At Fifth Third (FITB), mortgage banking net revenue decreased $145 million for the year ended December 31, 2013, compared to the prior year.
The bank said this decline is primarily due to a decrease in origination fees and gains on loan sales partially offset by an increase in positive net valuation adjustments on mortgage servicing rights.
But the use of MSRs to hedge against originations is not without risks, the bank admits in a filing with the Securities and Exchange Commission.
In fact, here are six threats Fifth Third sees to its mortgage business in 2014. Bear in mind, Fifth Third’s footprint stretches from the upper Midwestern to the lower Southeastern regions of the United States.
1. The Federal Government
The Federal Government has intervened in an unprecedented manner to stimulate economic growth. The expiration or rescission of any of these programs and actions may have an adverse impact on Fifth Third’s operating results by increasing interest rates, increasing the cost of funding, and reducing the demand for loan products, including mortgage loans.
2. Repurchase risk
If economic conditions and the housing market deteriorate or future investor repurchase demand and success at appealing repurchase requests differ from past experience, Fifth Third could have increased repurchase obligations and increased loss severity on repurchases, requiring material additions to the repurchase reserve.
3. The winter shows just how brutal nature can be
The bank's market area has experienced weather events including hurricanes and other natural disasters. The nature and level of these events and the impact of global climate change upon their frequency and severity cannot be predicted. If large-scale events occur, they may significantly impact its loan portfolios by damaging properties pledged as collateral as well as impairing its borrowers’ ability to repay their loans.
4. The MSR/origination hedge is not perfect
Fifth Third earns revenue from the fees it receives for originating mortgage loans and for servicing mortgage loans. When rates rise, the demand for mortgage loans tends to fall, reducing the revenue Fifth Third receives from loan originations. At the same time, revenue from MSRs can increase through increases in fair value. When rates fall, mortgage originations tend to increase and the value of MSRs tends to decline, also with some offsetting revenue effect. Even though the origination of mortgage loans can act as a “natural hedge,” the hedge is not perfect, either in amount or timing.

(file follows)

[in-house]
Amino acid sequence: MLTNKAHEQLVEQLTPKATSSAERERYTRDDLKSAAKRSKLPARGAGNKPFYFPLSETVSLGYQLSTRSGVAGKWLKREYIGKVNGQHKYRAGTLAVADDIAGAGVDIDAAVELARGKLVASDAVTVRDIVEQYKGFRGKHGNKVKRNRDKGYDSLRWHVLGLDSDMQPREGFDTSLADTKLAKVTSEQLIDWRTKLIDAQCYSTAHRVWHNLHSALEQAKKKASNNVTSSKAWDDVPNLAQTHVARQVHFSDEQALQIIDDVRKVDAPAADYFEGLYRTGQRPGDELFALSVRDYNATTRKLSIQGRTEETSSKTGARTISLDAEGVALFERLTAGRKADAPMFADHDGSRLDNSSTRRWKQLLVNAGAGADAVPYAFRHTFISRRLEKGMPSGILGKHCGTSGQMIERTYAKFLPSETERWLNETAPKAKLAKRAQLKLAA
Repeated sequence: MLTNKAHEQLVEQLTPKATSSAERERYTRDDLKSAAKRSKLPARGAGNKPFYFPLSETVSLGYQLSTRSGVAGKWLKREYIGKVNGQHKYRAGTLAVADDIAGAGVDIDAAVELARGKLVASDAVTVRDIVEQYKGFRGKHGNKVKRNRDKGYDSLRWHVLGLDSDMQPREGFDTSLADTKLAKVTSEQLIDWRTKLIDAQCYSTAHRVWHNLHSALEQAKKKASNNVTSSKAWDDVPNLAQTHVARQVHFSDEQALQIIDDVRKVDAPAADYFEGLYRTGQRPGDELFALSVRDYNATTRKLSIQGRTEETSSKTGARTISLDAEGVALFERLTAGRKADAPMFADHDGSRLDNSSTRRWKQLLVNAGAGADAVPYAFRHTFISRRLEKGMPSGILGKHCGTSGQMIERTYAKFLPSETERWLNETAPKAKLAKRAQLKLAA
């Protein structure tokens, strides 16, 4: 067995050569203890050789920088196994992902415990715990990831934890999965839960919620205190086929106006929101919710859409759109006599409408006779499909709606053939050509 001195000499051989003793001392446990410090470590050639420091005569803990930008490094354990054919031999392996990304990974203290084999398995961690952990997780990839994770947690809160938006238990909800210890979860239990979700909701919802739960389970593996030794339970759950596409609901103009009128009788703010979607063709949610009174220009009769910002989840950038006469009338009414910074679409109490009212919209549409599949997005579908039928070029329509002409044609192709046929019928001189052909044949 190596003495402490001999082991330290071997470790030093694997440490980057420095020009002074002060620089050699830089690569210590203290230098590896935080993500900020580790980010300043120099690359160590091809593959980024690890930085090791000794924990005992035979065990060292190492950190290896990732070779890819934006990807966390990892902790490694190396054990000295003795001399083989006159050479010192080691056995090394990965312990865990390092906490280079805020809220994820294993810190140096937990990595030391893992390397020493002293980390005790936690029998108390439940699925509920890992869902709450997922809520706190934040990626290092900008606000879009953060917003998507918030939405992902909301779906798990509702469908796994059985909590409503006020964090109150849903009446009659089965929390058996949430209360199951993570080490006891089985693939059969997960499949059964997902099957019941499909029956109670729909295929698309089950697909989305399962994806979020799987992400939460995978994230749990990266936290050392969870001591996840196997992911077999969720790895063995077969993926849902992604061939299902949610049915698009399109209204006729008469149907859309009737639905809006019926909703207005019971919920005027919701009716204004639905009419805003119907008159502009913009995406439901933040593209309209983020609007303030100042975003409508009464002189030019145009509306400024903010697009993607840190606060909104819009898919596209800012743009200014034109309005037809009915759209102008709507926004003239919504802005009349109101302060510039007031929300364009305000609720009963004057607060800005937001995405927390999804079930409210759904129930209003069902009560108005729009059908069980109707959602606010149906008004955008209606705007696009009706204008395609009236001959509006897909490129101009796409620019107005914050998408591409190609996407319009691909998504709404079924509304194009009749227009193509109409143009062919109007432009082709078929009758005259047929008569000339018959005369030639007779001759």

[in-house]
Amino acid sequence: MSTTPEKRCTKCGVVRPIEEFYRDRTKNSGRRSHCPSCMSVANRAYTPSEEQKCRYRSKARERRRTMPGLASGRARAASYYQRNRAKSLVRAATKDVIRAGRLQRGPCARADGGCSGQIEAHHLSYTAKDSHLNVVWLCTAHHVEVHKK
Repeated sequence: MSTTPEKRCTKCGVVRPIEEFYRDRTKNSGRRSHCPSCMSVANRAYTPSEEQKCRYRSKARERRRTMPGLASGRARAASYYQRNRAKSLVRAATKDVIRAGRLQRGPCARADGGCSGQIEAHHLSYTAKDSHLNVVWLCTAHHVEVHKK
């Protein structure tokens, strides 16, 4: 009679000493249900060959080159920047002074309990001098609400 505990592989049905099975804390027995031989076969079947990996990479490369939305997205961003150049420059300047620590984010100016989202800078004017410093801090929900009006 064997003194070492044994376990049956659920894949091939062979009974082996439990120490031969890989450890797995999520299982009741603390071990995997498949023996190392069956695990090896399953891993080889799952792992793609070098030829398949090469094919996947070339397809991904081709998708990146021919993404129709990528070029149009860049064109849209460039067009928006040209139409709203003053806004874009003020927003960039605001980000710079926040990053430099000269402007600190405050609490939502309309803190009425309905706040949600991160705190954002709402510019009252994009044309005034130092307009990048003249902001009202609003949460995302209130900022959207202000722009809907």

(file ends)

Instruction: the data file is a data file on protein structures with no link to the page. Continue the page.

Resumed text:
For example, the negative effect on revenue from a decrease in the fair value of residential MSRs is immediate, but any offsetting revenue benefit from more originations and the MSRs relating to the new loans would accrue over time. It is also possible that, because of the recession and deteriorating housing market, even if interest rates were to fall, mortgage originations may also fall or any increase in mortgage originations may not be enough to offset the decrease in the MSRs value caused by the lower rates.
5. The financial world is very competetive
Fifth Third’s ability to deliver strong financial performance and returns on investment to shareholders will depend in part on its ability to expand the scope of available financial services to meet the needs and demands of its customers. In addition to the challenge of competing against other banks in attracting and retaining customers for traditional banking services, Fifth Third’s competitors also include securities dealers, brokers, mortgage bankers, investment advisors, and specialty finance and insurance companies who seek to offer one-stop financial services that may include services that banks have not been able or allowed to offer to their customers in the past or may not be currently able or allowed to offer. This increasingly competitive environment is primarily a result of changes in regulation, changes in technology and product delivery systems, as well as the accelerating pace of consolidation among financial service providers.
6. The value of MSRs may decrease
Changes in interest rates can affect prepayment assumptions and thus fair value. When interest rates fall, borrowers are usually more likely to prepay their mortgage loans by refinancing them at a lower rate. As the likelihood of prepayment increases, the fair value of MSRs can decrease. Each quarter Fifth Third evaluates the fair value of MSRs, and decreases in fair value below amortized cost reduce earnings in the period in which the decrease occurs.